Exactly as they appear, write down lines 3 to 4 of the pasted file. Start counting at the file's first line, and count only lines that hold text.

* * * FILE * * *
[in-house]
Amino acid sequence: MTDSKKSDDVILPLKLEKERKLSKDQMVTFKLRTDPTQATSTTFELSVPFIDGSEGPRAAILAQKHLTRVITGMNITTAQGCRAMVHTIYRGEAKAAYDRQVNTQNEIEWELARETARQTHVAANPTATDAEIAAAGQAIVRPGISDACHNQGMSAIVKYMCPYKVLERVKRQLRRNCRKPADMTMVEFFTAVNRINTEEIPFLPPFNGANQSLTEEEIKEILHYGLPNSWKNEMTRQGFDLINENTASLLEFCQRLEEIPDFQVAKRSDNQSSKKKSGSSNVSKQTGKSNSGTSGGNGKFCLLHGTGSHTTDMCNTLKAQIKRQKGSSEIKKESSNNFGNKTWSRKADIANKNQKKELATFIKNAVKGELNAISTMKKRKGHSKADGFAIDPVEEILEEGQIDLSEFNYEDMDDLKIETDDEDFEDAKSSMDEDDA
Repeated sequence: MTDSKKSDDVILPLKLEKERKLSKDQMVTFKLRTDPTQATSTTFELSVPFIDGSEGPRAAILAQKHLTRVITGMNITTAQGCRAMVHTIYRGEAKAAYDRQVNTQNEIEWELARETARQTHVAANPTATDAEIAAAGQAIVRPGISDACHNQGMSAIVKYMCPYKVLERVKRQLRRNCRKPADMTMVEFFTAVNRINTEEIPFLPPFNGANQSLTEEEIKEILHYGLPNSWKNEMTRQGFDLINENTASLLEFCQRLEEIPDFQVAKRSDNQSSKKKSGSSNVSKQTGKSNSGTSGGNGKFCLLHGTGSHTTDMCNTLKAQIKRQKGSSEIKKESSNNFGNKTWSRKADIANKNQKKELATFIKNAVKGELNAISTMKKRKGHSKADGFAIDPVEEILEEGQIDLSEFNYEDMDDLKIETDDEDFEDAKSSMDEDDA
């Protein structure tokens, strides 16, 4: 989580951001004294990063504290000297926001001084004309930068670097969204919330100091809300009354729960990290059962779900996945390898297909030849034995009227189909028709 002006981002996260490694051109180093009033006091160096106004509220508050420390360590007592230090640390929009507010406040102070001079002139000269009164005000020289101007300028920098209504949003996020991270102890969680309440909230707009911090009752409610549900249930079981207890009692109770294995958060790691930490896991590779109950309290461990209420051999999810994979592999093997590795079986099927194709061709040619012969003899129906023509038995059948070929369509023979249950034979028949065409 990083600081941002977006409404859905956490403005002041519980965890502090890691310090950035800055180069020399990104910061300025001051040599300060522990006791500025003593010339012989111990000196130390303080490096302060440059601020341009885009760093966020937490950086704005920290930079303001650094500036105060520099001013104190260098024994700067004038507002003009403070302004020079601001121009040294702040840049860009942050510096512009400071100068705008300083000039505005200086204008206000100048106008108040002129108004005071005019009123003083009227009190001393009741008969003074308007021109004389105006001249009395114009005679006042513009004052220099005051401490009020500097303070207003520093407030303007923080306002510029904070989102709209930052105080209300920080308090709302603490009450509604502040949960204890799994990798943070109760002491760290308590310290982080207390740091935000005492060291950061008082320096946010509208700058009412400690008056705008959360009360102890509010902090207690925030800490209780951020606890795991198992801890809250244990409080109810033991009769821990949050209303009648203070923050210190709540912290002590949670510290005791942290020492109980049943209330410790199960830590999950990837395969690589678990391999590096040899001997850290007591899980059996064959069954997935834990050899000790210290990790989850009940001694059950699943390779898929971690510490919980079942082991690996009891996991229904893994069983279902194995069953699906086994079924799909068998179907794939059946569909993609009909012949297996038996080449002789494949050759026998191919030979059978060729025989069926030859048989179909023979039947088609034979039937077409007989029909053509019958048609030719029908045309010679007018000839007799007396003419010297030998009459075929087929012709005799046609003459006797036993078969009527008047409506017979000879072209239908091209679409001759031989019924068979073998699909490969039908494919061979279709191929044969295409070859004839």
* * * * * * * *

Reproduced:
Repeated sequence: MTDSKKSDDVILPLKLEKERKLSKDQMVTFKLRTDPTQATSTTFELSVPFIDGSEGPRAAILAQKHLTRVITGMNITTAQGCRAMVHTIYRGEAKAAYDRQVNTQNEIEWELARETARQTHVAANPTATDAEIAAAGQAIVRPGISDACHNQGMSAIVKYMCPYKVLERVKRQLRRNCRKPADMTMVEFFTAVNRINTEEIPFLPPFNGANQSLTEEEIKEILHYGLPNSWKNEMTRQGFDLINENTASLLEFCQRLEEIPDFQVAKRSDNQSSKKKSGSSNVSKQTGKSNSGTSGGNGKFCLLHGTGSHTTDMCNTLKAQIKRQKGSSEIKKESSNNFGNKTWSRKADIANKNQKKELATFIKNAVKGELNAISTMKKRKGHSKADGFAIDPVEEILEEGQIDLSEFNYEDMDDLKIETDDEDFEDAKSSMDEDDA
């Protein structure tokens, strides 16, 4: 989580951001004294990063504290000297926001001084004309930068670097969204919330100091809300009354729960990290059962779900996945390898297909030849034995009227189909028709 002006981002996260490694051109180093009033006091160096106004509220508050420390360590007592230090640390929009507010406040102070001079002139000269009164005000020289101007300028920098209504949003996020991270102890969680309440909230707009911090009752409610549900249930079981207890009692109770294995958060790691930490896991590779109950309290461990209420051999999810994979592999093997590795079986099927194709061709040619012969003899129906023509038995059948070929369509023979249950034979028949065409 990083600081941002977006409404859905956490403005002041519980965890502090890691310090950035800055180069020399990104910061300025001051040599300060522990006791500025003593010339012989111990000196130390303080490096302060440059601020341009885009760093966020937490950086704005920290930079303001650094500036105060520099001013104190260098024994700067004038507002003009403070302004020079601001121009040294702040840049860009942050510096512009400071100068705008300083000039505005200086204008206000100048106008108040002129108004005071005019009123003083009227009190001393009741008969003074308007021109004389105006001249009395114009005679006042513009004052220099005051401490009020500097303070207003520093407030303007923080306002510029904070989102709209930052105080209300920080308090709302603490009450509604502040949960204890799994990798943070109760002491760290308590310290982080207390740091935000005492060291950061008082320096946010509208700058009412400690008056705008959360009360102890509010902090207690925030800490209780951020606890795991198992801890809250244990409080109810033991009769821990949050209303009648203070923050210190709540912290002590949670510290005791942290020492109980049943209330410790199960830590999950990837395969690589678990391999590096040899001997850290007591899980059996064959069954997935834990050899000790210290990790989850009940001694059950699943390779898929971690510490919980079942082991690996009891996991229904893994069983279902194995069953699906086994079924799909068998179907794939059946569909993609009909012949297996038996080449002789494949050759026998191919030979059978060729025989069926030859048989179909023979039947088609034979039937077409007989029909053509019958048609030719029908045309010679007018000839007799007396003419010297030998009459075929087929012709005799046609003459006797036993078969009527008047409506017979000879072209239908091209679409001759031989019924068979073998699909490969039908494919061979279709191929044969295409070859004839």